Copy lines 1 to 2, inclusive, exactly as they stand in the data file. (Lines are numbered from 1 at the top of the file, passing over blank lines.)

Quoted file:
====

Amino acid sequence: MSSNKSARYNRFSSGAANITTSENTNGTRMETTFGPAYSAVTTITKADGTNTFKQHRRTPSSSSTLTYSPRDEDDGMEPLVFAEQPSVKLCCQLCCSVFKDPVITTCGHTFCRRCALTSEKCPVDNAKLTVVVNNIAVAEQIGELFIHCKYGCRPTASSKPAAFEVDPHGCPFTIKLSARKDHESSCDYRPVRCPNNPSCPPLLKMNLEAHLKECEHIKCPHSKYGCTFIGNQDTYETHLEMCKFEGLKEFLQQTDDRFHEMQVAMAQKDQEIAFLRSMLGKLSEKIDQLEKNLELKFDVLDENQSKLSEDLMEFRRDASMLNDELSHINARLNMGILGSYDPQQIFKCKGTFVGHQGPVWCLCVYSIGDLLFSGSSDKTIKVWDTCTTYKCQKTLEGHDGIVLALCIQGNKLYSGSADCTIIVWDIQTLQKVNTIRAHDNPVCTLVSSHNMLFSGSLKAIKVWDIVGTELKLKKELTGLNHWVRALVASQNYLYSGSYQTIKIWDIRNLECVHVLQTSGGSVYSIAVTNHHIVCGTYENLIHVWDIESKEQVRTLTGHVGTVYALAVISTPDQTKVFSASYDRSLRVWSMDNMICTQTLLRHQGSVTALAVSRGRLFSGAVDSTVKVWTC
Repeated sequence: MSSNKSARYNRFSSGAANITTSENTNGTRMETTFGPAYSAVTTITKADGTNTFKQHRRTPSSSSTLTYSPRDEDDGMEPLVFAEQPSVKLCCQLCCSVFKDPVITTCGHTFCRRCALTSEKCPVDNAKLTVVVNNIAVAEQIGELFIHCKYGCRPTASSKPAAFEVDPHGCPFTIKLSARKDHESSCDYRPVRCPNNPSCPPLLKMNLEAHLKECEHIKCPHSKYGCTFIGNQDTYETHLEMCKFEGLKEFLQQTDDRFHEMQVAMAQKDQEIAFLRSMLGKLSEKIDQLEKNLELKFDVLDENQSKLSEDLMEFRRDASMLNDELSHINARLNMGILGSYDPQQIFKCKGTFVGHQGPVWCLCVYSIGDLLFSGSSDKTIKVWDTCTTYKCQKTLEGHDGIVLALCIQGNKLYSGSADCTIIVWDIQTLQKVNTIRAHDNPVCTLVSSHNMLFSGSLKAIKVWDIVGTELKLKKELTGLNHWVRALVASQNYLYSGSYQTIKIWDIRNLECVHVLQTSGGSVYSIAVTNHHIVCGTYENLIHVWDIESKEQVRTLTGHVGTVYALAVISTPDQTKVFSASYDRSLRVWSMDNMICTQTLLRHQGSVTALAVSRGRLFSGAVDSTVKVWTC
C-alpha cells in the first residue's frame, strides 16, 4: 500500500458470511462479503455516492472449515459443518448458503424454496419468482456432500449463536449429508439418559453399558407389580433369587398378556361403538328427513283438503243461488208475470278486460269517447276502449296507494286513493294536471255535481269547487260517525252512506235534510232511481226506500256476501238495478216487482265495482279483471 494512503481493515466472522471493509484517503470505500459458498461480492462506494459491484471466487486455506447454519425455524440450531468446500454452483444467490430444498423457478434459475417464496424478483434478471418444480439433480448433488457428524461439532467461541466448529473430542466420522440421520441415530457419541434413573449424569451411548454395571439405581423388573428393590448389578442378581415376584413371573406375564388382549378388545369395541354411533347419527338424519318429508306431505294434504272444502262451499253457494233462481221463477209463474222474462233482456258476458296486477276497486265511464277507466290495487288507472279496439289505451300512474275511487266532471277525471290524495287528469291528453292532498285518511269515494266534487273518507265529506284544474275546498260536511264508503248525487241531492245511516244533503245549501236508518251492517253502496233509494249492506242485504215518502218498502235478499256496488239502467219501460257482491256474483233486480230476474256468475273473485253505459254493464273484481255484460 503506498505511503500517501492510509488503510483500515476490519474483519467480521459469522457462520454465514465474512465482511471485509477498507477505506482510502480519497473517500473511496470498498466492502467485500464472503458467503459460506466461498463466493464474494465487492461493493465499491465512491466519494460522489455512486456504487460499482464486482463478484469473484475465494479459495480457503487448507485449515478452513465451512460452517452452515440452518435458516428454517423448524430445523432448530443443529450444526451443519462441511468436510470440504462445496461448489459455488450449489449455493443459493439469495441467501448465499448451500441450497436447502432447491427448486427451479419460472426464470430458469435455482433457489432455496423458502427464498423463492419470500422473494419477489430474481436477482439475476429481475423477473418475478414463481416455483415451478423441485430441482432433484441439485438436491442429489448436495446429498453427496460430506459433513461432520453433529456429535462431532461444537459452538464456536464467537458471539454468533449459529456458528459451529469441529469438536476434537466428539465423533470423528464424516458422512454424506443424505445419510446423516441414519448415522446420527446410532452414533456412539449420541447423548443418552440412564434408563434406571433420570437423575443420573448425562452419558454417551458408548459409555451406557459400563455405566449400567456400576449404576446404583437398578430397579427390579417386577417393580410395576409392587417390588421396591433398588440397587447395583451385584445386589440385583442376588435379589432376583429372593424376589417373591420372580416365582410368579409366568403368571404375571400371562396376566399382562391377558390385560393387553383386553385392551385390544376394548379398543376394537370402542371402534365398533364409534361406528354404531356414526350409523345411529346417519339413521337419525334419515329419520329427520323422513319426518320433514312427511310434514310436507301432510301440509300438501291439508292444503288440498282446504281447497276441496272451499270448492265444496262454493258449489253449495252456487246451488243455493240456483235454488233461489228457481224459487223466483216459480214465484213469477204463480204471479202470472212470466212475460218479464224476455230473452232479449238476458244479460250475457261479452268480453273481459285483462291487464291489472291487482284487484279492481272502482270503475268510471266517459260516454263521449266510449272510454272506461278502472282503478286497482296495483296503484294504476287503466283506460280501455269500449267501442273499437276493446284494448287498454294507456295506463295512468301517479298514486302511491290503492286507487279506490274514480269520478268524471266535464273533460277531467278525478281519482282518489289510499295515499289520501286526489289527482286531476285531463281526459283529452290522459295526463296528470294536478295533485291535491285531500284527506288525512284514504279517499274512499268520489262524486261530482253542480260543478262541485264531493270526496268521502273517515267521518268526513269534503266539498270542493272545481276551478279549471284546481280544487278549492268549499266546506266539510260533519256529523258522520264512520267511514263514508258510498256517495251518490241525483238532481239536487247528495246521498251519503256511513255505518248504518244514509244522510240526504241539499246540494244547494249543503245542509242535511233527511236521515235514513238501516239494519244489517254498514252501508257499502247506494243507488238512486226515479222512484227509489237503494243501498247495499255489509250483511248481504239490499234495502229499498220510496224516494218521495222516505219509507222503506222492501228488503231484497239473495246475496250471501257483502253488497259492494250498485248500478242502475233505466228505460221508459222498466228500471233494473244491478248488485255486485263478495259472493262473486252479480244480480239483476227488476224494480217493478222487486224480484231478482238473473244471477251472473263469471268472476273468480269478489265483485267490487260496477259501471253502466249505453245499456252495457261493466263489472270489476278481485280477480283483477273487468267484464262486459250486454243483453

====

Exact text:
Amino acid sequence: MSSNKSARYNRFSSGAANITTSENTNGTRMETTFGPAYSAVTTITKADGTNTFKQHRRTPSSSSTLTYSPRDEDDGMEPLVFAEQPSVKLCCQLCCSVFKDPVITTCGHTFCRRCALTSEKCPVDNAKLTVVVNNIAVAEQIGELFIHCKYGCRPTASSKPAAFEVDPHGCPFTIKLSARKDHESSCDYRPVRCPNNPSCPPLLKMNLEAHLKECEHIKCPHSKYGCTFIGNQDTYETHLEMCKFEGLKEFLQQTDDRFHEMQVAMAQKDQEIAFLRSMLGKLSEKIDQLEKNLELKFDVLDENQSKLSEDLMEFRRDASMLNDELSHINARLNMGILGSYDPQQIFKCKGTFVGHQGPVWCLCVYSIGDLLFSGSSDKTIKVWDTCTTYKCQKTLEGHDGIVLALCIQGNKLYSGSADCTIIVWDIQTLQKVNTIRAHDNPVCTLVSSHNMLFSGSLKAIKVWDIVGTELKLKKELTGLNHWVRALVASQNYLYSGSYQTIKIWDIRNLECVHVLQTSGGSVYSIAVTNHHIVCGTYENLIHVWDIESKEQVRTLTGHVGTVYALAVISTPDQTKVFSASYDRSLRVWSMDNMICTQTLLRHQGSVTALAVSRGRLFSGAVDSTVKVWTC
Repeated sequence: MSSNKSARYNRFSSGAANITTSENTNGTRMETTFGPAYSAVTTITKADGTNTFKQHRRTPSSSSTLTYSPRDEDDGMEPLVFAEQPSVKLCCQLCCSVFKDPVITTCGHTFCRRCALTSEKCPVDNAKLTVVVNNIAVAEQIGELFIHCKYGCRPTASSKPAAFEVDPHGCPFTIKLSARKDHESSCDYRPVRCPNNPSCPPLLKMNLEAHLKECEHIKCPHSKYGCTFIGNQDTYETHLEMCKFEGLKEFLQQTDDRFHEMQVAMAQKDQEIAFLRSMLGKLSEKIDQLEKNLELKFDVLDENQSKLSEDLMEFRRDASMLNDELSHINARLNMGILGSYDPQQIFKCKGTFVGHQGPVWCLCVYSIGDLLFSGSSDKTIKVWDTCTTYKCQKTLEGHDGIVLALCIQGNKLYSGSADCTIIVWDIQTLQKVNTIRAHDNPVCTLVSSHNMLFSGSLKAIKVWDIVGTELKLKKELTGLNHWVRALVASQNYLYSGSYQTIKIWDIRNLECVHVLQTSGGSVYSIAVTNHHIVCGTYENLIHVWDIESKEQVRTLTGHVGTVYALAVISTPDQTKVFSASYDRSLRVWSMDNMICTQTLLRHQGSVTALAVSRGRLFSGAVDSTVKVWTC